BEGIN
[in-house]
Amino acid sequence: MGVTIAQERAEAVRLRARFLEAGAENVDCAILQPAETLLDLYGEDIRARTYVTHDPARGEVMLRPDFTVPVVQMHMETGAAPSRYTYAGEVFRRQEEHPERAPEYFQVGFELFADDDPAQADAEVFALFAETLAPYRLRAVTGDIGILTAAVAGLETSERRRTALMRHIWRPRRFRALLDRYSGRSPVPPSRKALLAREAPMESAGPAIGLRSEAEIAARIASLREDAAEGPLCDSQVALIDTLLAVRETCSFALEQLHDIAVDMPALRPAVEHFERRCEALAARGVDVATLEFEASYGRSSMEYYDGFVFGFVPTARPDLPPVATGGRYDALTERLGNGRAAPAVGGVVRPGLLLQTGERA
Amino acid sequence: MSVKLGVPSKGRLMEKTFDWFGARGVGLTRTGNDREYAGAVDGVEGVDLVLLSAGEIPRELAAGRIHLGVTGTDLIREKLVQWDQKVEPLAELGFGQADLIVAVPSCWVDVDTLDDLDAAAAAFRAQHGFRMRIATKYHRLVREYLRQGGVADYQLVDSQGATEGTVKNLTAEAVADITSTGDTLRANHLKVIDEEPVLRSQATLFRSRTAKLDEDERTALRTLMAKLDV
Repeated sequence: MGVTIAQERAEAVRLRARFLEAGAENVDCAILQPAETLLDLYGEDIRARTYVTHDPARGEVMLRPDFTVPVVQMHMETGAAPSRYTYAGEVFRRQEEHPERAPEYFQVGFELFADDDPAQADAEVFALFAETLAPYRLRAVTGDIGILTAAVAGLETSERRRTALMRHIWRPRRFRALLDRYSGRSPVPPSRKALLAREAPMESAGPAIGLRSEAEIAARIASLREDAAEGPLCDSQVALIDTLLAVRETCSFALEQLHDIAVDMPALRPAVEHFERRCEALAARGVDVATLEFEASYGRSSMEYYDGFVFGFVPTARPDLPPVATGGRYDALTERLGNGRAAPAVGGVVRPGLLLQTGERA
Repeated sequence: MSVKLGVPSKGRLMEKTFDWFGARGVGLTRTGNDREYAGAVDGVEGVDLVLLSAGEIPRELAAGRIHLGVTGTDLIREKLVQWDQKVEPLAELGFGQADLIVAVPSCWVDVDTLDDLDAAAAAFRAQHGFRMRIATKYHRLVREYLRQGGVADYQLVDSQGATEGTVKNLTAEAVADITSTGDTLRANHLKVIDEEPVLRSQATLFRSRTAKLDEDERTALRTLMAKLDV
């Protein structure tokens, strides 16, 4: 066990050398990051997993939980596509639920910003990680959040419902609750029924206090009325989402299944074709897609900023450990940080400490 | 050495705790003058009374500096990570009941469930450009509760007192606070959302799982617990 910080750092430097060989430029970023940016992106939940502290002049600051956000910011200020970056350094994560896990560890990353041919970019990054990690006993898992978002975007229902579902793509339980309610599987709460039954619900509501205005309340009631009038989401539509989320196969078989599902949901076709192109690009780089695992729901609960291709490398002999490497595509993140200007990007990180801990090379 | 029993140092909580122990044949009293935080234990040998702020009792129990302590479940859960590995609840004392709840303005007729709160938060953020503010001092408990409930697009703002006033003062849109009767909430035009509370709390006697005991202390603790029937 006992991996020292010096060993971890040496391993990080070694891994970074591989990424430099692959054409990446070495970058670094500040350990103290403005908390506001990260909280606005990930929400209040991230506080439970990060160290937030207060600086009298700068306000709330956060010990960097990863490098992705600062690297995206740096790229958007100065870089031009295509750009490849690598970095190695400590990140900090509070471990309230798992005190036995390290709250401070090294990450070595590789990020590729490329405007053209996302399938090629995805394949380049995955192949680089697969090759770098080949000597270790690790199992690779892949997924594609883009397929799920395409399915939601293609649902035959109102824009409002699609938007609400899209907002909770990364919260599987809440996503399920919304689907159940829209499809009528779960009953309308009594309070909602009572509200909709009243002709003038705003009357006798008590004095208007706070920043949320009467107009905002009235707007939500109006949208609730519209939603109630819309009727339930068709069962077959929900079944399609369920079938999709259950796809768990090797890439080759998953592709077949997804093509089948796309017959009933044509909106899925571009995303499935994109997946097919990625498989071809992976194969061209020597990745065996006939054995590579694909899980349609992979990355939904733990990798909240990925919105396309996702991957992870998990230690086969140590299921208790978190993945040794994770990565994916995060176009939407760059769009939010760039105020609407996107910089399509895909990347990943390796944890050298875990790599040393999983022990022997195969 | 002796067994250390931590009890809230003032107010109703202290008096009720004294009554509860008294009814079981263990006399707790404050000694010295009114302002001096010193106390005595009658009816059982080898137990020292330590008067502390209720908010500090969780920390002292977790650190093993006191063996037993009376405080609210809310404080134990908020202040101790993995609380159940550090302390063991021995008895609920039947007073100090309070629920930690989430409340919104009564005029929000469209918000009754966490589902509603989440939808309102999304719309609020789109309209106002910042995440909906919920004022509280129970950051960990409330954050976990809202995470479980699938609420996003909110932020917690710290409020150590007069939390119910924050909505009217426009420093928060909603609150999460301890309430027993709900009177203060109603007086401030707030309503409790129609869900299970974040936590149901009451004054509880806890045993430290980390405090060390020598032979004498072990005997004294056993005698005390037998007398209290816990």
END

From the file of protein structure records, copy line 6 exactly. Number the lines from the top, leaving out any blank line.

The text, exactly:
């Protein structure tokens, strides 16, 4: 066990050398990051997993939980596509639920910003990680959040419902609750029924206090009325989402299944074709897609900023450990940080400490 | 050495705790003058009374500096990570009941469930450009509760007192606070959302799982617990 910080750092430097060989430029970023940016992106939940502290002049600051956000910011200020970056350094994560896990560890990353041919970019990054990690006993898992978002975007229902579902793509339980309610599987709460039954619900509501205005309340009631009038989401539509989320196969078989599902949901076709192109690009780089695992729901609960291709490398002999490497595509993140200007990007990180801990090379 | 029993140092909580122990044949009293935080234990040998702020009792129990302590479940859960590995609840004392709840303005007729709160938060953020503010001092408990409930697009703002006033003062849109009767909430035009509370709390006697005991202390603790029937 006992991996020292010096060993971890040496391993990080070694891994970074591989990424430099692959054409990446070495970058670094500040350990103290403005908390506001990260909280606005990930929400209040991230506080439970990060160290937030207060600086009298700068306000709330956060010990960097990863490098992705600062690297995206740096790229958007100065870089031009295509750009490849690598970095190695400590990140900090509070471990309230798992005190036995390290709250401070090294990450070595590789990020590729490329405007053209996302399938090629995805394949380049995955192949680089697969090759770098080949000597270790690790199992690779892949997924594609883009397929799920395409399915939601293609649902035959109102824009409002699609938007609400899209907002909770990364919260599987809440996503399920919304689907159940829209499809009528779960009953309308009594309070909602009572509200909709009243002709003038705003009357006798008590004095208007706070920043949320009467107009905002009235707007939500109006949208609730519209939603109630819309009727339930068709069962077959929900079944399609369920079938999709259950796809768990090797890439080759998953592709077949997804093509089948796309017959009933044509909106899925571009995303499935994109997946097919990625498989071809992976194969061209020597990745065996006939054995590579694909899980349609992979990355939904733990990798909240990925919105396309996702991957992870998990230690086969140590299921208790978190993945040794994770990565994916995060176009939407760059769009939010760039105020609407996107910089399509895909990347990943390796944890050298875990790599040393999983022990022997195969 | 002796067994250390931590009890809230003032107010109703202290008096009720004294009554509860008294009814079981263990006399707790404050000694010295009114302002001096010193106390005595009658009816059982080898137990020292330590008067502390209720908010500090969780920390002292977790650190093993006191063996037993009376405080609210809310404080134990908020202040101790993995609380159940550090302390063991021995008895609920039947007073100090309070629920930690989430409340919104009564005029929000469209918000009754966490589902509603989440939808309102999304719309609020789109309209106002910042995440909906919920004022509280129970950051960990409330954050976990809202995470479980699938609420996003909110932020917690710290409020150590007069939390119910924050909505009217426009420093928060909603609150999460301890309430027993709900009177203060109603007086401030707030309503409790129609869900299970974040936590149901009451004054509880806890045993430290980390405090060390020598032979004498072990005997004294056993005698005390037998007398209290816990």